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American historians such as Frederick Jackson Turner have argued that the West has been the region that most clearly defines American democracy and the national ethos. Throughout the twentieth century, the “frontier thesis” influenced film and television producers who used the West as a backdrop for an array of dramatic explorations of America’s history and the evolution of its culture and values. The common themes found in Westerns distinguish the genre as a quintessentially American form of dramatic art. In Hollywood’s West, Peter C. Rollins, John E. O’Connor, and the nation’s leading film scholars analyze popular conceptions of the frontier as a fundamental element of American history and culture. This volume examines classic Western films and programs that span nearly a century, from Cimarron (1931) to Turner Network Television’s recent made-for-TV movies. Many of the films discussed here are considered among the greatest cinematic landmarks of all time. The essays highlight the ways in which Westerns have both shaped and reflected the dominant social and political concerns of their respective eras. While Cimarron challenged audiences with an innovative, complex narrative, other Westerns of the early sound era such as The Great Meadow (1931) frequently presented nostalgic visions of a simpler frontier era as a temporary diversion from the hardships of the Great Depression. Westerns of the 1950s reveal the profound uncertainty cast by the cold war, whereas later Westerns display heightened violence and cynicism, products of a society marred by wars, assassinations, riots, and political scandals. The volume concludes with a comprehensive filmography and an informative bibliography of scholarly writings on the Western genre. This collection will prove useful to film scholars, historians, and both devoted and casual fans of the Western genre. Hollywood’s West makes a significant contribution to the understanding of both the historic American frontier and its innumerable popular representations.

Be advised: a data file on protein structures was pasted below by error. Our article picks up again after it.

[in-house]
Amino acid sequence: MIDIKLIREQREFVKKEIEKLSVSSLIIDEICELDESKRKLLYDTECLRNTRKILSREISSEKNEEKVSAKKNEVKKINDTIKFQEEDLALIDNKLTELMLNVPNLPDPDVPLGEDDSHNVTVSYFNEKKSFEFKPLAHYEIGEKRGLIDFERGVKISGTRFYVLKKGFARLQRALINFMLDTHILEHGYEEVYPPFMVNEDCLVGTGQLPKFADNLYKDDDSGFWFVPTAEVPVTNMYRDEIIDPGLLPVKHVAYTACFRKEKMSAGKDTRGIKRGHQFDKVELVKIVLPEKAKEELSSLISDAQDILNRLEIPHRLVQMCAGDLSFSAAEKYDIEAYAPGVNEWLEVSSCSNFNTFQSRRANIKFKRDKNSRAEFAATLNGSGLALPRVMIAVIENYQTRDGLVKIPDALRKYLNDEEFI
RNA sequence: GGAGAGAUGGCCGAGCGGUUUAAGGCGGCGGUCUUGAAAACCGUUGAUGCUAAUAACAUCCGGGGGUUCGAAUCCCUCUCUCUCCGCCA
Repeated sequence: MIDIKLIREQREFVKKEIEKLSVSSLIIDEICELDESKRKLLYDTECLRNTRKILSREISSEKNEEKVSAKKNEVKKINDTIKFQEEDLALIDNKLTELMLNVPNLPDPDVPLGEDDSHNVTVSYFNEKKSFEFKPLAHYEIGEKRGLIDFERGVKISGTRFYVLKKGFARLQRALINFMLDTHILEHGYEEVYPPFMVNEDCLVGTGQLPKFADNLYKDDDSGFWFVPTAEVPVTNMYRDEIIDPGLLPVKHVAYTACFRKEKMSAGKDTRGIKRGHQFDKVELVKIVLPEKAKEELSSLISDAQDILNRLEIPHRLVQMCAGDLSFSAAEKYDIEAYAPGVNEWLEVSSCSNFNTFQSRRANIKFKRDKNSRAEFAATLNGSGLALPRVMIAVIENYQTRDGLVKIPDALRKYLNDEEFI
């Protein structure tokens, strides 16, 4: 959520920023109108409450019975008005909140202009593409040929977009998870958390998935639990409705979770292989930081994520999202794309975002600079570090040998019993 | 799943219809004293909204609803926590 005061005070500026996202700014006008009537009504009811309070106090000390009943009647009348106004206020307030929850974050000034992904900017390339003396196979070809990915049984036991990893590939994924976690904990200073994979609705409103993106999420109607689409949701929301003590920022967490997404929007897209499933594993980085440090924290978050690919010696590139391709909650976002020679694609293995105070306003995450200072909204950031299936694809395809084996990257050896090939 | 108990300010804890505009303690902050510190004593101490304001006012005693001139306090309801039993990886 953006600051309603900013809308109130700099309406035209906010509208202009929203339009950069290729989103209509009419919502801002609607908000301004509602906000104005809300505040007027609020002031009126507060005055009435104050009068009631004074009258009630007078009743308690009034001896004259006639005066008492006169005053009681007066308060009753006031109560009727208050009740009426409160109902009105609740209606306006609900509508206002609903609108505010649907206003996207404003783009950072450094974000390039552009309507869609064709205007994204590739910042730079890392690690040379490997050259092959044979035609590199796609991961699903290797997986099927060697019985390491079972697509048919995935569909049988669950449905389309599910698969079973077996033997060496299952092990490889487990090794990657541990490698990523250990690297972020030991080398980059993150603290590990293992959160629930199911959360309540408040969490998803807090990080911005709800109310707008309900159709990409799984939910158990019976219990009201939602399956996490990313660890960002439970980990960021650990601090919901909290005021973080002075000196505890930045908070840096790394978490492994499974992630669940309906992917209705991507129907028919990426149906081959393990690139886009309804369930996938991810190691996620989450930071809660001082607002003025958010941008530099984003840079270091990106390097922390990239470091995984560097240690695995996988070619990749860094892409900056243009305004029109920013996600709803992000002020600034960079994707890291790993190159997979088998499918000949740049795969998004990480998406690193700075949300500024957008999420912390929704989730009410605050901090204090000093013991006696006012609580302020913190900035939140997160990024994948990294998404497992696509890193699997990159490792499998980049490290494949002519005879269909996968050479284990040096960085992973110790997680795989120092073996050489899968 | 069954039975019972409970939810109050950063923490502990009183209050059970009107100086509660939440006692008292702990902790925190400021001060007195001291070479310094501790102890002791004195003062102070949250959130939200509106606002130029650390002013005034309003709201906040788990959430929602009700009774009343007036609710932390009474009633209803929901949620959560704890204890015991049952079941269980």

The White Man S Indian

Author : Robert F. Berkhofer
ISBN : 9780307761972
Genre : History
File Size : 31. 56 MB
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Columbus called them "Indians" because his geography was faulty. But that name and, more importantly, the images it has come to suggest have endured for five centuries, not only obscuring the true identity of the original Americans but serving as an idealogical weapon in their subjugation. Now, in this brilliant and deeply disturbing reinterpretation of the American past, Robert Berkhofer has written an impressively documented account of the self-serving stereotypes Europeans and white Americans have concocted about the "Indian": Noble Savage or bloodthirsty redskin, he was deemed inferior in the light of western, Christian civilization and manipulated to its benefit. A thought-provoking and revelatory study of the absolute, seemingly ineradicable pervasiveness of white racism, The White Man's Indian is a truly important book which penetrates to the very heart of our understanding of ourselves. "A splendid inquiry into, and analysis of, the process whereby white adventurers and the white middle class fabricated the Indian to their own advantage. It deserves a wide and thoughtful readership." —Chronicle of Higher Education "A compelling and definitive history...of racist preconceptions in white behavior toward native Americans." —Leo Marx, The New York Times Book Review

A Knight At The Movies

Author : John Aberth
ISBN : 9781135257262
Genre : History
File Size : 49. 16 MB
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Imagining the Middle Ages is an unprecedented examination of the historical content of films depicting the medieval period from the 11th to the 15th centuries. Historians increasingly feel the need to weigh in on popular depictions of the past, since so much of the public's knowledge of history comes from popular mediums. Aberth dissects how each film interpreted the period, offering estimations of the historical accuracy of the works and demonstrating how they project their own contemporary era's obsessions and fears onto the past.

Seeing Red Hollywood S Pixeled Skins

Author : LeAnne Howe
ISBN : 9781609173685
Genre : Social Science
File Size : 35. 4 MB